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FEATURE


cybersecurityeurope PAGE 52


SNAPSHOT: ATTACK CONSEQUENCES COSTS


The diff erential costs of business disruption to the 237 organisations polled in this analysis includes staff productivity and business process failures.


40%


20% 30%


10% 0%


BUSINESS DISRUPTION


of


INFORMATION LOSS


REVENUE LOSS


36% 39% 39% 35% 20% 21% 4% 4%


EQUIPMENT DAMAGES


recovery — an ‘acceptable


business expense’, even. And a survey conducted by McAfee for its How Misaligned Incentives Work Against Cyber Security report found that some executives viewed the fi nancial costs of cyber crime as tantamount to ‘the cost of doing business’, and were ‘more concerned with reputational damage than the actual losses’.


data feeds impact calculations As McAfee points out, cyber crime cost estimations face several problems, such as underreporting by victims, and the low level of data collection by governments. For example, the Offi ce of National Statistics has estimated that only around 14% of UK cyber fraud is reported. Understanding the economic impacts of cyber crime is a relatively new exercise. There’s a limited amount it can learn from how the fi nancial costs of traditional criminal activity have been assessed. ‘Governments can tell you the number of postage stamp thefts, but not online crime,’ McAfee adds. ‘A failure to collect data is compounded by reluctance on the part of companies to report they have been victims. Data collection remains problematic, national estimates imprecise.’


1% 2%


OTHER COSTS


FY 2016 FY 2015


SNAPSHOT: SPECTRUM OF LOSS IMPACTS


This broader study of business disruption surveyed European (475), APAC (739) and Australian (279) organisations.


EUROPE


LOSS OF PRODUCTIVITY CORRUPTED BUSINESS DATA INTELLECTUAL PROPERTY LOSS OF REPUTATION LOSS OF CUSTOMERS DISTRUST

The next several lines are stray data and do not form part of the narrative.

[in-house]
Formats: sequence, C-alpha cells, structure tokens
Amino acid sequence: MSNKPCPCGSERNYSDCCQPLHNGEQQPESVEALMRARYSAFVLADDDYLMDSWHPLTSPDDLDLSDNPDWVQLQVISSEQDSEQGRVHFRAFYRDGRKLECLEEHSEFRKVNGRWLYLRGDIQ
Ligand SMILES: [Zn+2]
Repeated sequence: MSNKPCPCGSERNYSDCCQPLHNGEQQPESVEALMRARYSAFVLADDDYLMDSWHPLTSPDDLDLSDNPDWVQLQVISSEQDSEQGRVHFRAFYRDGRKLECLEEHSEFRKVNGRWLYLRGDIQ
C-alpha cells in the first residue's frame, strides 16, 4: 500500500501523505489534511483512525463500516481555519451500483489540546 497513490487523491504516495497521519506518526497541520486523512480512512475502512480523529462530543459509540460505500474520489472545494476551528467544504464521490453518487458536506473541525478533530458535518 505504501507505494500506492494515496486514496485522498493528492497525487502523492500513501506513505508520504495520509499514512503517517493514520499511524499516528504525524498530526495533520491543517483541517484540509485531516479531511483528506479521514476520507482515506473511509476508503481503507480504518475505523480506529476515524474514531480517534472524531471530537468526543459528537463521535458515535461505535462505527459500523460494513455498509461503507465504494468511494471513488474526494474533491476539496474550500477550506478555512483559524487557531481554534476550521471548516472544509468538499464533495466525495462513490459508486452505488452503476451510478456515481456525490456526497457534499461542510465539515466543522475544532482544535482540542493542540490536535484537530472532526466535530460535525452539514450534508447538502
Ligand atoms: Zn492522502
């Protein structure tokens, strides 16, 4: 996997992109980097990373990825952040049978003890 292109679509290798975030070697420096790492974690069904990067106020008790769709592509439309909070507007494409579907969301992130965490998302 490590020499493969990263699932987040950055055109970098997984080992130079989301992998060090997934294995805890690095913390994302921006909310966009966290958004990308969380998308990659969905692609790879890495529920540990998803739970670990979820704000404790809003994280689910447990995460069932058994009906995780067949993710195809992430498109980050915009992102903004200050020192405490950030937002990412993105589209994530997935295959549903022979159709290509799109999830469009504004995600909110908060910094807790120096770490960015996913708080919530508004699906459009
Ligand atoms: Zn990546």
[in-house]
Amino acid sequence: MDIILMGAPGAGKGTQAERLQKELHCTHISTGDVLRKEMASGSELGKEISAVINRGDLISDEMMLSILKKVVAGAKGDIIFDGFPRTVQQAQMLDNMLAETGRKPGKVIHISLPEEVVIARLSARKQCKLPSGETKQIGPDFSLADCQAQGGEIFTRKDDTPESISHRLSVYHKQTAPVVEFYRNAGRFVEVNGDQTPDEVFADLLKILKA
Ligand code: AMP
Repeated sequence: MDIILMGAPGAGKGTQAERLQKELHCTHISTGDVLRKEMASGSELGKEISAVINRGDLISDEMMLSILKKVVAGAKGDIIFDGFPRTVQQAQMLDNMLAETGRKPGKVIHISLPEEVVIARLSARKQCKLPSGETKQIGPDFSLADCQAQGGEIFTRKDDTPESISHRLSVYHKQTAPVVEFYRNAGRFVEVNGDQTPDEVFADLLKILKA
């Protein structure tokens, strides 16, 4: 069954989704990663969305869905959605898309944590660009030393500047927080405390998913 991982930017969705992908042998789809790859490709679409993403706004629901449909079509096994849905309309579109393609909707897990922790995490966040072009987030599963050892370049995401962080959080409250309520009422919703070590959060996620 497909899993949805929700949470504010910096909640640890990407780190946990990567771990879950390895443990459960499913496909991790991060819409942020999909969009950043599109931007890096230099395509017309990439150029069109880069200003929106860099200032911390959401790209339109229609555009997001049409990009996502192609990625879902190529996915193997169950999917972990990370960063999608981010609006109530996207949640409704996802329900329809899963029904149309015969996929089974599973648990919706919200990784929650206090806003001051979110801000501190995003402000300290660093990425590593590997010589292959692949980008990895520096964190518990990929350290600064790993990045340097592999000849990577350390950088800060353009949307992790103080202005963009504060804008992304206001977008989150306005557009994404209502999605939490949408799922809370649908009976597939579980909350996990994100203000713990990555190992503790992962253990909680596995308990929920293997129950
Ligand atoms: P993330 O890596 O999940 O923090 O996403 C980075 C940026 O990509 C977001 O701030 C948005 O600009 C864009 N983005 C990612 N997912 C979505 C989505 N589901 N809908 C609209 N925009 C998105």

PSYCHOLOGICAL STRESS EXTERNAL FINES LITIGATION


APAC AUSTRALIA


40% 43% 41% 31% 44% 37% 27% 34% 33% 33% 35% 33% 27% 33% 32% 30% 35% 26% 27% 29% 25% 19% 20% 20% 21% 23% 20%


Therefore, the raw data necessary to feed properly-informed calculations is usually not available to third-party agencies — often because targets of cyber crime are not able to audit its eff ects on their fi nances. Because of the change-driven dynamics of the cyber threat landscape, such models have to base themselves on variables which are elusive and hard to apply across disparate incidents. Nevertheless, that boardrooms and c-suites gain some grasp of the parameters is important, because it’s becoming an increasingly high-profi le aspect of governance in organisations in the private, public and third sectors. It’s also gained importance because decision-making around digital security expenditure is likely to be conditioned by the perceived fi nancial value of the assets cyber criminals want to steal, or of the fi nancial impacts of the disruption their actions cause. There’s not much point in spending more on the protection of assets than they are actually worth — especially if your IT resources are already stretched to provide basic security of digital systems due to business expansion. A third consideration is that actual and projected cyber crime


cost estimates will likely become a staple requirement of fi nancial reporting. For publicly-listed companies, the declaration of some reasonably reliable estimate of fi nancial liabilities due to cyber crime provides a basic metric by which funding of defensive cyber security proposals can be assessed — and justifi ed to regulators, partners, investors and others who challenge decisions that have been taken or not taken. Some proprietary models can be found via a Web search, and can provide useful starting points.


Executives seeking to gain an understanding of potential cyber crime cost impacts must recognise those costs come in several forms.


SOURCE: PONEMON INSTITUTE


SOURCE: TELSTRA SECURITY REPORT


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